Before I left Cambridge I allowed all my glazes to dry out completely – for ease of transport – so the next job was to reconstitute these with water, which also includes the time consuming job of sieving them. Many an hour was spent stirring the glaze slop to push it through the sieve a pastime which still continues.


The glazing and decorating area. An old kickwheel I use as a banding wheel, a low table to support the buckets of glaze at a convenient height and shelves holding bisque fired pots awaiting decoration.

As the stream of visitors slowed down and my throwing skills returned I got more time for making and had another kiln-full ready to bisque, However there was one last hiccough to delay full scale production. When I did my last glaze firing in Cambridge it was clear that the kiln elements were worn out. The temperature struggled up to 1240C and took 15 minutes longer than it should have done. One or two of the pots looked a bit  ‘overcooked’. Time for a new set of elements. Replacing the elements themselves is not too bad a job but the kiln’s instruction book said that after changing the elements the kiln should be fired once to 750C while empty and twice to 1000C with pots in before a glaze firing is attempted. Over a period of 3 weeks and with a lot of frantic throwing activity I duly did as instructed and finally was ready to produce a finished, glazed pot.

I glazed enough pots to fill the kiln, carefully selecting those pots which I hadn’t put too much effort into or which, after the biscuit firing were clearly destined to be seconds – bits of lime popping in the clay, warped, non-circular things etc. A first firing with new elements is prone to mishaps!  Caution, pessimism, realism, experience, I don’t know but BINGO! the mishap occurred. The kiln has a single cooker style energy regulator which limits the amount of power going to the kiln. It is also fitted with a programmable firing controller which switches power on and off to achieve the desired firing rate. This makes the energy regulator redundant – it is always left set to full power and consequently I have never needed to consider it since the first day I got the kiln. Unfortunately, at some point in the months since I left Cambridge the setting of the energy regulator got changed and I didn’t notice. Even when the firing controller was trying to give continuous full power the kiln was only getting about 80% power. This didn’t matter below 1000C as the kiln achieves this quite easily, which is why I didn’t notice the problem sooner. However as the temperature got above 1100C the rate of temperature increase fell below what the firing controller was trying to achieve. It was as if I hadn’t changed the elements and despite  frantic efforts to diagnose the problem I didn’t spot the incorrectly set regulator. Eventually the kiln reached the desired temperature but 50% of the pots went straight to the bin and the rest are substandard.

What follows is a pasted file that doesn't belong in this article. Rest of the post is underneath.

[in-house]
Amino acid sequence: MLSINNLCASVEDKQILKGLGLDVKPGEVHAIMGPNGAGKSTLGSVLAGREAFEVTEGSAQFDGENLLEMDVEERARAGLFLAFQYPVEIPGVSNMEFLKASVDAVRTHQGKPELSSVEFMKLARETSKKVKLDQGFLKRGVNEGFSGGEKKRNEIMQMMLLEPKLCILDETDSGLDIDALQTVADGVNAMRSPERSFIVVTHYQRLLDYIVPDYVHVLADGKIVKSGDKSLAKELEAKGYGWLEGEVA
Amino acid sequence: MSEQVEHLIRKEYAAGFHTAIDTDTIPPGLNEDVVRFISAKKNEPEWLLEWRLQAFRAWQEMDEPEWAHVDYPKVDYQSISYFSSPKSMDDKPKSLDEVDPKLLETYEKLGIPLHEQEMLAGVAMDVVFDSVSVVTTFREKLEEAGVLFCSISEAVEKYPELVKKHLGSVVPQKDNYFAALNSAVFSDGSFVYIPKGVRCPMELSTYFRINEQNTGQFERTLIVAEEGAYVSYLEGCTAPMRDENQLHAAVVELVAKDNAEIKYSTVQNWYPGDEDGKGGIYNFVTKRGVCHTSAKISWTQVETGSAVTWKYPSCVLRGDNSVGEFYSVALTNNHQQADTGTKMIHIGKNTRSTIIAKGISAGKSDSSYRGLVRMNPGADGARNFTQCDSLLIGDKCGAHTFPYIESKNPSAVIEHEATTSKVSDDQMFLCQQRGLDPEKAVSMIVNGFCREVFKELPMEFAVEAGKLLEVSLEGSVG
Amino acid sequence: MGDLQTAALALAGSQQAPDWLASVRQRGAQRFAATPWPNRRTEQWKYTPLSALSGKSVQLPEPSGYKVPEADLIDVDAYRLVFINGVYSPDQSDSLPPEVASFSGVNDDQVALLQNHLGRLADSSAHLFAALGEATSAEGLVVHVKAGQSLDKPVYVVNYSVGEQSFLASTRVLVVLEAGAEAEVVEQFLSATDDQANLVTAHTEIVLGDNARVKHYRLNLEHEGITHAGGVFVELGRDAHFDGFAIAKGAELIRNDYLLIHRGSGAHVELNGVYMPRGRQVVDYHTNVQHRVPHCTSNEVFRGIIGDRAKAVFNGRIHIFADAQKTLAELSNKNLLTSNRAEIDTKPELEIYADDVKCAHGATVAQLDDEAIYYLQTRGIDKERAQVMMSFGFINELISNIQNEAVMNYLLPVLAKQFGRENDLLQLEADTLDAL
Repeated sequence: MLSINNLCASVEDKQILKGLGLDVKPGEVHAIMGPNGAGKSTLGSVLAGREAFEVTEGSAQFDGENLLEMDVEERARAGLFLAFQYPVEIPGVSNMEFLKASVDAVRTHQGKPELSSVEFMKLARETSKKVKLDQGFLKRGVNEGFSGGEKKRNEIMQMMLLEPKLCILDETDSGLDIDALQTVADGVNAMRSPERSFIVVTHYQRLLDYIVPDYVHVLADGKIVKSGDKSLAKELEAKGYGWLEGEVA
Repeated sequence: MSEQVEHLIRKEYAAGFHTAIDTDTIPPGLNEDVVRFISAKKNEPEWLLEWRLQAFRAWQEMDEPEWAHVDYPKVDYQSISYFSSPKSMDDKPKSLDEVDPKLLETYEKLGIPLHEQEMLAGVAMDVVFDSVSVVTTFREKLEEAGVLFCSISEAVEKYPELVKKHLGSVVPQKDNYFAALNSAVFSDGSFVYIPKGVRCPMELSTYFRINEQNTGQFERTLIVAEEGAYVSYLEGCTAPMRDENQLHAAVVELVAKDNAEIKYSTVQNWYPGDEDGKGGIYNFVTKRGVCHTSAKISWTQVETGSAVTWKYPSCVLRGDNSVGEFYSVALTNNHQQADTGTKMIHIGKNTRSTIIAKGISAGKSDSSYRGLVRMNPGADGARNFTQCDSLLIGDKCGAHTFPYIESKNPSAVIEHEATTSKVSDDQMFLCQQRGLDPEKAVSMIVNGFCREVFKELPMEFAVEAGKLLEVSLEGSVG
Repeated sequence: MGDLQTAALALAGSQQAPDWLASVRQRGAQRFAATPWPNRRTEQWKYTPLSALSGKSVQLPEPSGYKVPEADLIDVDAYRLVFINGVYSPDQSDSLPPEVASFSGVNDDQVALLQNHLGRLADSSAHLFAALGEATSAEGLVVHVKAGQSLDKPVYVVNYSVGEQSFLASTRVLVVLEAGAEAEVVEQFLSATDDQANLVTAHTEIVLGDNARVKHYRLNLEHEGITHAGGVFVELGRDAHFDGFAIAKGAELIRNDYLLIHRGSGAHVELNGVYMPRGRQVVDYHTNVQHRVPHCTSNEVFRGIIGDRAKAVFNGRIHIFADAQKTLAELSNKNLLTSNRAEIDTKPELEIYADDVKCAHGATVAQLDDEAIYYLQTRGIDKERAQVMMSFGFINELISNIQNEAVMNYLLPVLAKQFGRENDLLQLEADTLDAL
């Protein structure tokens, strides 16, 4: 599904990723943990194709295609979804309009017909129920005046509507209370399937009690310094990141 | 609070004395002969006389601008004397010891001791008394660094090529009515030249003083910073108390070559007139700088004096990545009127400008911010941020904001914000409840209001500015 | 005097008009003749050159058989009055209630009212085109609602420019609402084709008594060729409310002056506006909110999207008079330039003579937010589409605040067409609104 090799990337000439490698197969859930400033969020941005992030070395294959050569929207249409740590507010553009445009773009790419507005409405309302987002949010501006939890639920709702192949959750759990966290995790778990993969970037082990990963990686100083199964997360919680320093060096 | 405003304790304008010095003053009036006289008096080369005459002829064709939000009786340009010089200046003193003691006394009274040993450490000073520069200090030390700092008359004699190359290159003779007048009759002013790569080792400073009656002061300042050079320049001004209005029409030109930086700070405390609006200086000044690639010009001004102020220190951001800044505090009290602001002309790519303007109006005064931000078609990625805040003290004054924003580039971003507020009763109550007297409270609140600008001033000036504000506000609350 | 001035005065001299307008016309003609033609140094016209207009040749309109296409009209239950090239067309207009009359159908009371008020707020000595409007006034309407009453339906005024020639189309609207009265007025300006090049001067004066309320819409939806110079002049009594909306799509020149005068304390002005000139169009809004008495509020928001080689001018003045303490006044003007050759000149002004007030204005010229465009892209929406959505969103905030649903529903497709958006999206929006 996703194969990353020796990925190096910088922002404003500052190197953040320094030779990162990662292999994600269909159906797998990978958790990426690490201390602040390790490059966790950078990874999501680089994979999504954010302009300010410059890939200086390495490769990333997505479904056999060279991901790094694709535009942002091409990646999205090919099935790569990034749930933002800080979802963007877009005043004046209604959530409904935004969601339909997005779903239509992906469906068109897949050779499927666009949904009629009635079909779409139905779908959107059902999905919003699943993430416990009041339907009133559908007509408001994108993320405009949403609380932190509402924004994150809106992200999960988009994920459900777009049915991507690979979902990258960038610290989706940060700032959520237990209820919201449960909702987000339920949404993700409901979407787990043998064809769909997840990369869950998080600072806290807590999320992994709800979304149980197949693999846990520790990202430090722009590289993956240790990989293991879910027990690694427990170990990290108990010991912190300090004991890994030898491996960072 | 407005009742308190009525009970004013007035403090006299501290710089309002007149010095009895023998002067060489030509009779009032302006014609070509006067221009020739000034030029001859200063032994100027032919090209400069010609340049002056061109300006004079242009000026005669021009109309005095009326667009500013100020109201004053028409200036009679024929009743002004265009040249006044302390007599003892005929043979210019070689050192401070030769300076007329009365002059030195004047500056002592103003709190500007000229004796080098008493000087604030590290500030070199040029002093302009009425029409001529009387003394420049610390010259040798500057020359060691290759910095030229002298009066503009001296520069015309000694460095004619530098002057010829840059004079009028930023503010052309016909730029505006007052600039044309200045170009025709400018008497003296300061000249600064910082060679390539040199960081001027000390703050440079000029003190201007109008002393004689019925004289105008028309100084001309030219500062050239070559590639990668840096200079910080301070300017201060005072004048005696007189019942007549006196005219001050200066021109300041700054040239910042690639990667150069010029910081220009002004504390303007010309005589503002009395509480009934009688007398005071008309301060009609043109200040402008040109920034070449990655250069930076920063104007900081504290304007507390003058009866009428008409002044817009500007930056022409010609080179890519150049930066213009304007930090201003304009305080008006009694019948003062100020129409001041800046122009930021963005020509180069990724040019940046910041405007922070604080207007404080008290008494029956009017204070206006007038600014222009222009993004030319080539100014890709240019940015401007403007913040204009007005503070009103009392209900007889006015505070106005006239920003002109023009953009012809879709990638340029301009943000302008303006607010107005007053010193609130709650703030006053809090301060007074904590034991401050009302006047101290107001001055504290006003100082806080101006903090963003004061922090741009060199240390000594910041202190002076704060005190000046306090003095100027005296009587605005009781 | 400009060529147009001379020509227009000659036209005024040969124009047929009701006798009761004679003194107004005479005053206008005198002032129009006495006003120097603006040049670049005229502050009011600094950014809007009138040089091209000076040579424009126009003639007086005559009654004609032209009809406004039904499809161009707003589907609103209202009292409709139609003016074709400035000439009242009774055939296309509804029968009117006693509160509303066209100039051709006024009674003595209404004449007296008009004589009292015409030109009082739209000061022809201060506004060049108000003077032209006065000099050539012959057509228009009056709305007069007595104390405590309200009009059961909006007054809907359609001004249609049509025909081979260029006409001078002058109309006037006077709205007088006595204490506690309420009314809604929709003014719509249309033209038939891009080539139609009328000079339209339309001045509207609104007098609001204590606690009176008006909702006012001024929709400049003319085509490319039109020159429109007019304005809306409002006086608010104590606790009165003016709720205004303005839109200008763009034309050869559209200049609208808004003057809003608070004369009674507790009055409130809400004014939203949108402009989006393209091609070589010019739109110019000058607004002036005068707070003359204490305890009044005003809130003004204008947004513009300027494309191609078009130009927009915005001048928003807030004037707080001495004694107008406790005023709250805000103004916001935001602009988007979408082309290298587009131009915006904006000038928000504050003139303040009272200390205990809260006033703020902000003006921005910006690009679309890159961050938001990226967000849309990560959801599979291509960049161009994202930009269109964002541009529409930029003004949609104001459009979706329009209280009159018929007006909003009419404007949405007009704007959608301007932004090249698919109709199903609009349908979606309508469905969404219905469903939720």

I eventually spotted the regulator problem a couple of days later while cleaning plaster dust off it and was actually relieved to know that the cause of the problem was nothing more serious. The next glaze firing was fine.

I now need to find outlets for my pottery and make a start with preparations for housing, building and fuelling the wood kiln.

Posted October 27, 2013 by damiankeefe in Uncategorized

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This week I have been mostly making …. Great strides towards “The dream”